Liberating Insights

When people say yoga means union – or comes from the Vedas – they're usually talking about the Upaniṣads. These Vedic-era texts supply the oldest definition of yoga in terms of meditation, while revealing – among other teachings – that all things are one.

But what techniques do they actually share? Join Daniel Simpson for a comprehensive guide to the early Upaniṣads and their place in yoga history. Together, we'll explore the foundations of yoga philosophy, tracing influential themes across multiple texts.

Although the Upaniṣads are frequently cited, they're less often read. This engaging and accessible course covers several key sources in depth – along with extracts from half a dozen others, plus passages of commentary by later philosophers of Vedānta.

To get a broader perspective on yoga and its earliest objectives, we'll reflect on what it means to be free in traditional terms. We'll also consider how to put this into practice, and see how it relates to contemporary priorities.

The Sanskrit word upaniṣad refers to connections. The course aims to make one itself, combining scholarly knowledge with practical insight. By the end, you'll have a clearer understanding of the origins of yoga – and how ancient ideas can inspire us today.

Course Modules


1.1 – End of the Vedas

What are the Upaniṣads? How do they relate to the earliest Vedas? We begin with historical context – the problem of karma changed Vedic priorities, and yoga emerged as one potential solution.

1.2 – Transformative visions

A shift in awareness leads to liberation from cycles of suffering, says the oldest Upaniṣad – the Bṛhadāraṇyaka. Perceiving the innermost self, beyond the mind, reveals the true nature of everything else.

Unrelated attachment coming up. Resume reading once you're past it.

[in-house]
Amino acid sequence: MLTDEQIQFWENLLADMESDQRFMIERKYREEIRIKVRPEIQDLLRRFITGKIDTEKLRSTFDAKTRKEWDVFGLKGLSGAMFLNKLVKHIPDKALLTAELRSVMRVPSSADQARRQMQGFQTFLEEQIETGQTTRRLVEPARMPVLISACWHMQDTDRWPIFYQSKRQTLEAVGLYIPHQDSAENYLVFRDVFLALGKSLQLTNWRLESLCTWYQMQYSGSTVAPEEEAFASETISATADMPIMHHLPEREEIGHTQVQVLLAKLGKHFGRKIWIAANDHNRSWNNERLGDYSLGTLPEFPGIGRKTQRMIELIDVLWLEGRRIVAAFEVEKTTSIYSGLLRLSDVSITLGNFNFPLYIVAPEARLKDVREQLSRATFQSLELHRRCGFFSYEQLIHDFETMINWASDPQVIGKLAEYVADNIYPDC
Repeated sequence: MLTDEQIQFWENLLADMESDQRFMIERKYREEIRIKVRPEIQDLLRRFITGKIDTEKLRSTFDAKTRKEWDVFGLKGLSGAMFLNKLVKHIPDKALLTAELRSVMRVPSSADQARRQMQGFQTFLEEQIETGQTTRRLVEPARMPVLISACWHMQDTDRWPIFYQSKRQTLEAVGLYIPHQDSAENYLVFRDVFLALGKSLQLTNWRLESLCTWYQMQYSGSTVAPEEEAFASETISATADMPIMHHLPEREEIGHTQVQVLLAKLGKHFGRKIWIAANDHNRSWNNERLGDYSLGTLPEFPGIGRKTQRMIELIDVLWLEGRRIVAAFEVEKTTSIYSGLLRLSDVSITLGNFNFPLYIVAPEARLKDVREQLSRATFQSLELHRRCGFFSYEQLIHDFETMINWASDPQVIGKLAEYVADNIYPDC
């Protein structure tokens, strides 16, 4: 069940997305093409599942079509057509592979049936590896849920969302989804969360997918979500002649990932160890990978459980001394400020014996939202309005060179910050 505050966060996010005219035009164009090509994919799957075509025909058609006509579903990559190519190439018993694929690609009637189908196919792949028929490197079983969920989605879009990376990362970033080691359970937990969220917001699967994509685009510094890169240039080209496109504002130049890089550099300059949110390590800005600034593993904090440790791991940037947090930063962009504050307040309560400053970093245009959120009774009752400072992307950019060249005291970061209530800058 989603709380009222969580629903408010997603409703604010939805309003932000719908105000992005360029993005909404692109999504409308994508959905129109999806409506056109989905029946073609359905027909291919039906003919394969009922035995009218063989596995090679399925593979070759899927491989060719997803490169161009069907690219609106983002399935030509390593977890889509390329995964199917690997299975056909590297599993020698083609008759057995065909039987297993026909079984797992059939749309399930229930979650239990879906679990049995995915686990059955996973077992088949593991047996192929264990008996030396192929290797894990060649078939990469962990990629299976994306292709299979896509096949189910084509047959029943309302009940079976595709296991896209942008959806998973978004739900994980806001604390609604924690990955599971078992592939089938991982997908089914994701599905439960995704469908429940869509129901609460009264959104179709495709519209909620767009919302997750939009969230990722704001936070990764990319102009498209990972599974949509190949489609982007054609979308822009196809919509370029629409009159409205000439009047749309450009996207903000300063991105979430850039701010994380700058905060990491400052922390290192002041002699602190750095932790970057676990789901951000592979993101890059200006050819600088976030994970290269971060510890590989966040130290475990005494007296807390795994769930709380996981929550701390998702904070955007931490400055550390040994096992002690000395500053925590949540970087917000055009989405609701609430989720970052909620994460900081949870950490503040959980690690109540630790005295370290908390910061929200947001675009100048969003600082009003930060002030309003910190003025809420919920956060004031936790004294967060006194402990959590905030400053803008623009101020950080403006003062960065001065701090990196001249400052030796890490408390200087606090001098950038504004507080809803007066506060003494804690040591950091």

1.3 – Underlying oneness

Texts say the ultimate truth is effectively hiding in plain sight. All things are one, explains the Chāndogya Upaniṣad – and anyone who looks within their heart can discover this themselves.


2.1 – Inward focus

The first text to talk about yoga as a meditative state is the Kaṭha Upaniṣad. It says restraint of the mind and the senses eliminates distractions preventing self-knowledge – as in the Yoga Sūtra.

2.2 – Immortal objectives

Death is the primary teacher in the Kaṭha Upaniṣad, saying the self is not the body or the mind. It exists beyond time and space, and so can't be killed – an explanation borrowed by the Bhagavad Gītā.

2.3 – Few instructions

Most Upaniṣads have little to say about techniques. They mention the benefits of chanting oṃ and turning inward, but only one offers practical tips on meditation, including posture – the Śvetāśvatara.


3.1 – Self-inquiry

Guidance is sparse, but one theme keeps recurring – the truth of the self can't be put into words. Ruling out what it isn't reveals it, but thinking one knows it obscures it, says the Kena Upaniṣad.

3.2 – Subtle anatomy

Other options refine one's awareness of embodied experience. The breath can help to steady the mind and reveal inner bliss. There are also descriptions of networks of nāḍīs used in physical yoga.

3.3 – Tantric parallels

Two Upaniṣads – the Maitrī and Śvetāśvatara – teach similar ideas to tantric Śaivism. This suggests they might be later compositions, but the Śvetāśvatara also echoes the Gītā, which is older.